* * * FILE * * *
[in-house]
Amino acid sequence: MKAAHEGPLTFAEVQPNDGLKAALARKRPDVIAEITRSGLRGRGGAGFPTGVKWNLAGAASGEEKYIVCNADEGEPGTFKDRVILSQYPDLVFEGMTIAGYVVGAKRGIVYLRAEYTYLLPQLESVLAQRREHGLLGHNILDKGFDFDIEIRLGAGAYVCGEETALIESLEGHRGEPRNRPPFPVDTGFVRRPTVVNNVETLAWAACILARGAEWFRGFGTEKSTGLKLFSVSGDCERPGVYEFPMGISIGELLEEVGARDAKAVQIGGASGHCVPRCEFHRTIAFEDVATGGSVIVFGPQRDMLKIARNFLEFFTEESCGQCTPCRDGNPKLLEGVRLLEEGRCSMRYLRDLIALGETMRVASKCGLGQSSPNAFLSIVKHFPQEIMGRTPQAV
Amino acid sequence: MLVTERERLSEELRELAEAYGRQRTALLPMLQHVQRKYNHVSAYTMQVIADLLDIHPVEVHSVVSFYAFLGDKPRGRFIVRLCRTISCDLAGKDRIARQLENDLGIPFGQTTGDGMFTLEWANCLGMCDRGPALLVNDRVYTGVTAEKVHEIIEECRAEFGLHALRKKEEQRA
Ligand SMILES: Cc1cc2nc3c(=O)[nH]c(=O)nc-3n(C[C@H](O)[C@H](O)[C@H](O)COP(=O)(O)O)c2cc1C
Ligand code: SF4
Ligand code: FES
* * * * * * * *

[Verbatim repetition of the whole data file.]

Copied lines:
[in-house]
Amino acid sequence: MKAAHEGPLTFAEVQPNDGLKAALARKRPDVIAEITRSGLRGRGGAGFPTGVKWNLAGAASGEEKYIVCNADEGEPGTFKDRVILSQYPDLVFEGMTIAGYVVGAKRGIVYLRAEYTYLLPQLESVLAQRREHGLLGHNILDKGFDFDIEIRLGAGAYVCGEETALIESLEGHRGEPRNRPPFPVDTGFVRRPTVVNNVETLAWAACILARGAEWFRGFGTEKSTGLKLFSVSGDCERPGVYEFPMGISIGELLEEVGARDAKAVQIGGASGHCVPRCEFHRTIAFEDVATGGSVIVFGPQRDMLKIARNFLEFFTEESCGQCTPCRDGNPKLLEGVRLLEEGRCSMRYLRDLIALGETMRVASKCGLGQSSPNAFLSIVKHFPQEIMGRTPQAV
Amino acid sequence: MLVTERERLSEELRELAEAYGRQRTALLPMLQHVQRKYNHVSAYTMQVIADLLDIHPVEVHSVVSFYAFLGDKPRGRFIVRLCRTISCDLAGKDRIARQLENDLGIPFGQTTGDGMFTLEWANCLGMCDRGPALLVNDRVYTGVTAEKVHEIIEECRAEFGLHALRKKEEQRA
Ligand SMILES: Cc1cc2nc3c(=O)[nH]c(=O)nc-3n(C[C@H](O)[C@H](O)[C@H](O)COP(=O)(O)O)c2cc1C
Ligand code: SF4
Ligand code: FES